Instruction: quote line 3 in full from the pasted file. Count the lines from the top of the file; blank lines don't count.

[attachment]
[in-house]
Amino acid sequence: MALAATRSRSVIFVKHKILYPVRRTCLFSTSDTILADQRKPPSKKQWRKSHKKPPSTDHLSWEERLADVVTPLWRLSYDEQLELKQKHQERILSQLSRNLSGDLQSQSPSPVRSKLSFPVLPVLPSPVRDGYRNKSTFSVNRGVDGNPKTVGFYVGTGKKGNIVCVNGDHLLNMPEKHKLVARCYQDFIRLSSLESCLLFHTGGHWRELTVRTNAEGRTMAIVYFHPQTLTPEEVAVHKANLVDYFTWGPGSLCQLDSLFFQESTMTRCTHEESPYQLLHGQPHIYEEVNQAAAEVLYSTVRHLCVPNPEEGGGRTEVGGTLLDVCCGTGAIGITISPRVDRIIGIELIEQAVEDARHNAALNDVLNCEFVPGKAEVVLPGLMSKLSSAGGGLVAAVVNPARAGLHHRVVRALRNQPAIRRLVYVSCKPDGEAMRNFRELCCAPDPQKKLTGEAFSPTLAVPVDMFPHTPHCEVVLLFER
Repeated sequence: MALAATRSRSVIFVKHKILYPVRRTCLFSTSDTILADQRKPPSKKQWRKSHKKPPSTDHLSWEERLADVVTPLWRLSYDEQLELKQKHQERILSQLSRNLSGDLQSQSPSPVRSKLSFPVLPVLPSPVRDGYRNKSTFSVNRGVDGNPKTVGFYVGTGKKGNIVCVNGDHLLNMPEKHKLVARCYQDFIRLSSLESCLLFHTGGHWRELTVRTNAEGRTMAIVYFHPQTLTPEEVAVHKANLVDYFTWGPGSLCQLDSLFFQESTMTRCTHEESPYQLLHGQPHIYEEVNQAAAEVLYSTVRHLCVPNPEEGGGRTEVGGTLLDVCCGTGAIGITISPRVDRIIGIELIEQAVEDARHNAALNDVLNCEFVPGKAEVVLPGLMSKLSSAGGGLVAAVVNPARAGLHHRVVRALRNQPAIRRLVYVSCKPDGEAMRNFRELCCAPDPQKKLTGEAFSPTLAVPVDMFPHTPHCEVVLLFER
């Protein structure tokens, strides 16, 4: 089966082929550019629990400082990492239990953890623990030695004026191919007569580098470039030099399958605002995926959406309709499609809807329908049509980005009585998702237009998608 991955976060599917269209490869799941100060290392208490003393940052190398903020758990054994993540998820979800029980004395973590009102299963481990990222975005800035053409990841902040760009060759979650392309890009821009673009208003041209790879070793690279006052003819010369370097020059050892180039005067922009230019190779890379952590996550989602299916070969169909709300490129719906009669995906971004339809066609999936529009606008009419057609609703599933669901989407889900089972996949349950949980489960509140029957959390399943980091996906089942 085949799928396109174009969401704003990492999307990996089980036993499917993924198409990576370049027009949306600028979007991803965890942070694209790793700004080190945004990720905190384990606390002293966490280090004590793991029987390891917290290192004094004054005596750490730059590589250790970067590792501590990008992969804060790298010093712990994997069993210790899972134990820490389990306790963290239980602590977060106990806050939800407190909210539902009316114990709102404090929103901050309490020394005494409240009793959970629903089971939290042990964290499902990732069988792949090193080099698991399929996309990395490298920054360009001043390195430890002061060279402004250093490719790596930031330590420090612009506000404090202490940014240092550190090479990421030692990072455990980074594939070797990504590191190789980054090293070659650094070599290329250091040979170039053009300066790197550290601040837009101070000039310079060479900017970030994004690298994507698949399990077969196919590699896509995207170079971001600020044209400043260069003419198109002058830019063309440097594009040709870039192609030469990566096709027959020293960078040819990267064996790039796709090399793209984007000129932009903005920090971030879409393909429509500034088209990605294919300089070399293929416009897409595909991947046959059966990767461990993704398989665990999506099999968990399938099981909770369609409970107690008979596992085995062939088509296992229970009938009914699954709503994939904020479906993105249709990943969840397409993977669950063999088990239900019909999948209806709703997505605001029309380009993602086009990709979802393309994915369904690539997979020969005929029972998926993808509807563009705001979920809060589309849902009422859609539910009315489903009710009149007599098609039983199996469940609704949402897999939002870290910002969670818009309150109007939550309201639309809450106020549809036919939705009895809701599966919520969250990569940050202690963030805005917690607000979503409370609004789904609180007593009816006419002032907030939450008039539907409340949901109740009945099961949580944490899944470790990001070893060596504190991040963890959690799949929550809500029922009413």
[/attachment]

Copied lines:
Repeated sequence: MALAATRSRSVIFVKHKILYPVRRTCLFSTSDTILADQRKPPSKKQWRKSHKKPPSTDHLSWEERLADVVTPLWRLSYDEQLELKQKHQERILSQLSRNLSGDLQSQSPSPVRSKLSFPVLPVLPSPVRDGYRNKSTFSVNRGVDGNPKTVGFYVGTGKKGNIVCVNGDHLLNMPEKHKLVARCYQDFIRLSSLESCLLFHTGGHWRELTVRTNAEGRTMAIVYFHPQTLTPEEVAVHKANLVDYFTWGPGSLCQLDSLFFQESTMTRCTHEESPYQLLHGQPHIYEEVNQAAAEVLYSTVRHLCVPNPEEGGGRTEVGGTLLDVCCGTGAIGITISPRVDRIIGIELIEQAVEDARHNAALNDVLNCEFVPGKAEVVLPGLMSKLSSAGGGLVAAVVNPARAGLHHRVVRALRNQPAIRRLVYVSCKPDGEAMRNFRELCCAPDPQKKLTGEAFSPTLAVPVDMFPHTPHCEVVLLFER